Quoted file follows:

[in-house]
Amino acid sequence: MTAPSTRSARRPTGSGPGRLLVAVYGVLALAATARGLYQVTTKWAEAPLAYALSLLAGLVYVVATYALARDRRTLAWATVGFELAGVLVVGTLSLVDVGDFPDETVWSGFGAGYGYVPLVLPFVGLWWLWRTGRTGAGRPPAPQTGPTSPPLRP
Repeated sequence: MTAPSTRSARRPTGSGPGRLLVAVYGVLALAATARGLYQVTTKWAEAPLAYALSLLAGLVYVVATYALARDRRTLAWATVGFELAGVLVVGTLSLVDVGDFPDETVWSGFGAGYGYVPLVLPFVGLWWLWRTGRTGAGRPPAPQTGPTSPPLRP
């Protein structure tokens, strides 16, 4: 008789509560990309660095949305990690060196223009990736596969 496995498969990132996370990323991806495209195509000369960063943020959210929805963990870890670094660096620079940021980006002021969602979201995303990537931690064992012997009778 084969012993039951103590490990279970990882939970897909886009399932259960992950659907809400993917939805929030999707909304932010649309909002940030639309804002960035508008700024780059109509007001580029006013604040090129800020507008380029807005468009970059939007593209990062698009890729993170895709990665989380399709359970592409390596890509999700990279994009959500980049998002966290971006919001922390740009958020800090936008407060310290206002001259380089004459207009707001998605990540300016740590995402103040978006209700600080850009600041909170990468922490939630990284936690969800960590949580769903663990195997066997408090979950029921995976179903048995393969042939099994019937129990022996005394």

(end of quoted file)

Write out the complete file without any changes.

[in-house]
Amino acid sequence: MTAPSTRSARRPTGSGPGRLLVAVYGVLALAATARGLYQVTTKWAEAPLAYALSLLAGLVYVVATYALARDRRTLAWATVGFELAGVLVVGTLSLVDVGDFPDETVWSGFGAGYGYVPLVLPFVGLWWLWRTGRTGAGRPPAPQTGPTSPPLRP
Repeated sequence: MTAPSTRSARRPTGSGPGRLLVAVYGVLALAATARGLYQVTTKWAEAPLAYALSLLAGLVYVVATYALARDRRTLAWATVGFELAGVLVVGTLSLVDVGDFPDETVWSGFGAGYGYVPLVLPFVGLWWLWRTGRTGAGRPPAPQTGPTSPPLRP
């Protein structure tokens, strides 16, 4: 008789509560990309660095949305990690060196223009990736596969 496995498969990132996370990323991806495209195509000369960063943020959210929805963990870890670094660096620079940021980006002021969602979201995303990537931690064992012997009778 084969012993039951103590490990279970990882939970897909886009399932259960992950659907809400993917939805929030999707909304932010649309909002940030639309804002960035508008700024780059109509007001580029006013604040090129800020507008380029807005468009970059939007593209990062698009890729993170895709990665989380399709359970592409390596890509999700990279994009959500980049998002966290971006919001922390740009958020800090936008407060310290206002001259380089004459207009707001998605990540300016740590995402103040978006209700600080850009600041909170990468922490939630990284936690969800960590949580769903663990195997066997408090979950029921995976179903048995393969042939099994019937129990022996005394």